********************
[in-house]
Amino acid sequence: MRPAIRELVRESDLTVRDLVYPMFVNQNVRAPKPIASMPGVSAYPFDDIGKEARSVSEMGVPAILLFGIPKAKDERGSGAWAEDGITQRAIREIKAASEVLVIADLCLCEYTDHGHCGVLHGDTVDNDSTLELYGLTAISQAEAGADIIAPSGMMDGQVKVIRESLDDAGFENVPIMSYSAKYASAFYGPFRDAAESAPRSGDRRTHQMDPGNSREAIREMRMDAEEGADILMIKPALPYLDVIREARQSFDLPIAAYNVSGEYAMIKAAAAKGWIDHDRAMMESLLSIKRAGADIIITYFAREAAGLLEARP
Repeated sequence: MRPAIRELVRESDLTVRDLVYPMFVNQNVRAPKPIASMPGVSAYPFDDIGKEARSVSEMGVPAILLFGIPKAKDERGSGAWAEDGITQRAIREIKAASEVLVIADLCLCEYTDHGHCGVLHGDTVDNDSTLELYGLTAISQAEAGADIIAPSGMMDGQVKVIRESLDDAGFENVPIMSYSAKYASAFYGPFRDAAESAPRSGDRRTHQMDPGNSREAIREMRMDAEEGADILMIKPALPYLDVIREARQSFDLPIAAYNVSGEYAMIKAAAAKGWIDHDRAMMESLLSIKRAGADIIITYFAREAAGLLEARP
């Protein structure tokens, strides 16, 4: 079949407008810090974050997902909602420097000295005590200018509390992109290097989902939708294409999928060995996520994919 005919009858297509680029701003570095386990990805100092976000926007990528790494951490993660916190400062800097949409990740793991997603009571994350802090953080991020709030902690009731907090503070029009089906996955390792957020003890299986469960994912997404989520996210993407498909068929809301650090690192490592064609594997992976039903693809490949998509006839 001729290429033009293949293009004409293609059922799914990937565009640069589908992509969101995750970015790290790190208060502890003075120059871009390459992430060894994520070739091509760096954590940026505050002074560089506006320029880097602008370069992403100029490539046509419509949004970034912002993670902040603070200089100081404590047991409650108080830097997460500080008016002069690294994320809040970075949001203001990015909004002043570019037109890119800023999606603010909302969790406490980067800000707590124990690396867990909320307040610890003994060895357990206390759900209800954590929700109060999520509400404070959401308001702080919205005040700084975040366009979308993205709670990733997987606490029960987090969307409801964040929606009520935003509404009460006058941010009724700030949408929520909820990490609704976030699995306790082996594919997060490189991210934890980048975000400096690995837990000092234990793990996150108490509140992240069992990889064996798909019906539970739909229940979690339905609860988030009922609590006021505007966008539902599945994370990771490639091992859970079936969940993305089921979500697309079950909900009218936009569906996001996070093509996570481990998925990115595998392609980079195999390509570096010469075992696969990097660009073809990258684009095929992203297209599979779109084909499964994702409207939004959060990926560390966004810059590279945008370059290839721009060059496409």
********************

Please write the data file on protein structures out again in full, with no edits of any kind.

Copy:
[in-house]
Amino acid sequence: MRPAIRELVRESDLTVRDLVYPMFVNQNVRAPKPIASMPGVSAYPFDDIGKEARSVSEMGVPAILLFGIPKAKDERGSGAWAEDGITQRAIREIKAASEVLVIADLCLCEYTDHGHCGVLHGDTVDNDSTLELYGLTAISQAEAGADIIAPSGMMDGQVKVIRESLDDAGFENVPIMSYSAKYASAFYGPFRDAAESAPRSGDRRTHQMDPGNSREAIREMRMDAEEGADILMIKPALPYLDVIREARQSFDLPIAAYNVSGEYAMIKAAAAKGWIDHDRAMMESLLSIKRAGADIIITYFAREAAGLLEARP
Repeated sequence: MRPAIRELVRESDLTVRDLVYPMFVNQNVRAPKPIASMPGVSAYPFDDIGKEARSVSEMGVPAILLFGIPKAKDERGSGAWAEDGITQRAIREIKAASEVLVIADLCLCEYTDHGHCGVLHGDTVDNDSTLELYGLTAISQAEAGADIIAPSGMMDGQVKVIRESLDDAGFENVPIMSYSAKYASAFYGPFRDAAESAPRSGDRRTHQMDPGNSREAIREMRMDAEEGADILMIKPALPYLDVIREARQSFDLPIAAYNVSGEYAMIKAAAAKGWIDHDRAMMESLLSIKRAGADIIITYFAREAAGLLEARP
């Protein structure tokens, strides 16, 4: 079949407008810090974050997902909602420097000295005590200018509390992109290097989902939708294409999928060995996520994919 005919009858297509680029701003570095386990990805100092976000926007990528790494951490993660916190400062800097949409990740793991997603009571994350802090953080991020709030902690009731907090503070029009089906996955390792957020003890299986469960994912997404989520996210993407498909068929809301650090690192490592064609594997992976039903693809490949998509006839 001729290429033009293949293009004409293609059922799914990937565009640069589908992509969101995750970015790290790190208060502890003075120059871009390459992430060894994520070739091509760096954590940026505050002074560089506006320029880097602008370069992403100029490539046509419509949004970034912002993670902040603070200089100081404590047991409650108080830097997460500080008016002069690294994320809040970075949001203001990015909004002043570019037109890119800023999606603010909302969790406490980067800000707590124990690396867990909320307040610890003994060895357990206390759900209800954590929700109060999520509400404070959401308001702080919205005040700084975040366009979308993205709670990733997987606490029960987090969307409801964040929606009520935003509404009460006058941010009724700030949408929520909820990490609704976030699995306790082996594919997060490189991210934890980048975000400096690995837990000092234990793990996150108490509140992240069992990889064996798909019906539970739909229940979690339905609860988030009922609590006021505007966008539902599945994370990771490639091992859970079936969940993305089921979500697309079950909900009218936009569906996001996070093509996570481990998925990115595998392609980079195999390509570096010469075992696969990097660009073809990258684009095929992203297209599979779109084909499964994702409207939004959060990926560390966004810059590279945008370059290839721009060059496409």